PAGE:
Dubai-government owned property developer Nakheel, which is building palm-tree shaped islands in the Gulf, said profit last year surged almost five-fold to $1.28 billion (Dh4.7 billion) after selling more land, and building fewer homes.
Nakheel is capitalising on surging demand for property in Dubai, whose economy is booming on a near six-fold increase in oil prices during the last six years.
Nakheel competes with Emaar Properties, the largest Arab real estate company, and is looking to raise about Dh5 billion ($1.36 billion) of equity to finance housing and infrastructure projects via an initial public offering of two real estate investment trusts (REITs).
In contrast, Emaar profit last year rose 3.5 per cent.
At Nakheel, net income in the year to December 31 rose to Dh4.69 billion, or Dh5.66 per share, compared with Dh1 billion, or Dh1.42 per share, in 2006, Nakheel said in a statement on Thursday on the website of the Dubai International Financial Exchange (DIFX).
Nakheel lists about $1.7 billion of Islamic bonds, or sukuk, on the exchange. It mandated banks on Thursday to sell two-year dirham-denominated Islamic bonds.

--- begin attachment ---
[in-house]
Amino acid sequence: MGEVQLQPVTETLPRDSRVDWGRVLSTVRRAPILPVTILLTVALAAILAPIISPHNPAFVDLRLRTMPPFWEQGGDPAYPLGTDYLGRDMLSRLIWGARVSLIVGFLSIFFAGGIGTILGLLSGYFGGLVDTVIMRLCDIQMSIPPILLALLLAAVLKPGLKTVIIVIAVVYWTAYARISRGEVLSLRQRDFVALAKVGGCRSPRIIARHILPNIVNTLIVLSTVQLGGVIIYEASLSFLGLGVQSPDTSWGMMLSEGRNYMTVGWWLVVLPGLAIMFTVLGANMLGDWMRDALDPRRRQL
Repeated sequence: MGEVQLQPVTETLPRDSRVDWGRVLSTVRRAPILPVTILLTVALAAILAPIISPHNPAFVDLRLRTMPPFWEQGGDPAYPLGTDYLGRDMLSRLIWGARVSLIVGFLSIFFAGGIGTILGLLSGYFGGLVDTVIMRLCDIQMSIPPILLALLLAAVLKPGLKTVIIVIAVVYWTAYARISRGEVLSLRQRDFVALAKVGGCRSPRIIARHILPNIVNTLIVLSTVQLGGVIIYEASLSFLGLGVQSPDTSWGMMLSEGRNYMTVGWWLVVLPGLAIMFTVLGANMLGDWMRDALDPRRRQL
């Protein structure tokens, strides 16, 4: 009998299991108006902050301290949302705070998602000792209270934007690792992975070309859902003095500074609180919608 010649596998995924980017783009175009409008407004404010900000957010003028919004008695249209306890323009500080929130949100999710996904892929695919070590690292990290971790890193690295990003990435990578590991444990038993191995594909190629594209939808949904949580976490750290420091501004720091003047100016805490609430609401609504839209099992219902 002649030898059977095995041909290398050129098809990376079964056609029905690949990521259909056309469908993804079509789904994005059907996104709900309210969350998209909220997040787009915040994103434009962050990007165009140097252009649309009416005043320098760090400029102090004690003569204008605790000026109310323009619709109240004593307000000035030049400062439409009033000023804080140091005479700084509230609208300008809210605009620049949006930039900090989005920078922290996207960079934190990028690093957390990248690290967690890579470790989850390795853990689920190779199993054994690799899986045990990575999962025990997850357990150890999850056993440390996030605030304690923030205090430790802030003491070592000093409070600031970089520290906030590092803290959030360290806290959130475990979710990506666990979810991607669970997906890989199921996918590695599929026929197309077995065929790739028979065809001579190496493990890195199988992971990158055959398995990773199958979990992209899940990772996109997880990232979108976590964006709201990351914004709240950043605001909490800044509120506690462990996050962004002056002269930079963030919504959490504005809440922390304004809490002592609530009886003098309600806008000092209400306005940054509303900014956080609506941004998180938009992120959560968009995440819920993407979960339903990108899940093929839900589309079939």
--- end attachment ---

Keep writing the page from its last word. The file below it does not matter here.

Revenue from the sale of land surged almost nine-fold to Dh10.5 billion, while costs associated with building apartments fell by almost three-quarters to Dh1.53 billion and for houses by the same magnitude to Dh1.12 billion, Nakheel said.
The sale of land includes a collection of islands Nakheel is building in the shape of the map of the world just off Dubai's coast. The company had $26.4 billion (Dh97 billion) of projects under construction in January last year, according to its statement.
Loan debt more than doubled in the year to December 31 to Dh10.16 billion, with the biggest facility, for Dh6.7 billion, maturing in 2012, according to the statement.
Two sets of Islamic bonds, one for Dh3.52 billion and another for $750 million (Dh2.76 billion), are convertible to shares in any Nakheel IPO at a 5 per cent discount. The bonds mature in 2009 and 2011, respectively.
Nakheel Chief Financial Officer Kar Tung Quek told Reuters in February that the company was in talks with banks about creating two REIT companies, one to help finance infrastructure schemes and the other to fund residential projects.
Between them, the REITs would aim to hold assets worth between Dh8 billion and Dh10 billion, Quek said. (Reuters)
Nakheel ’07 profit surges to $1.28bn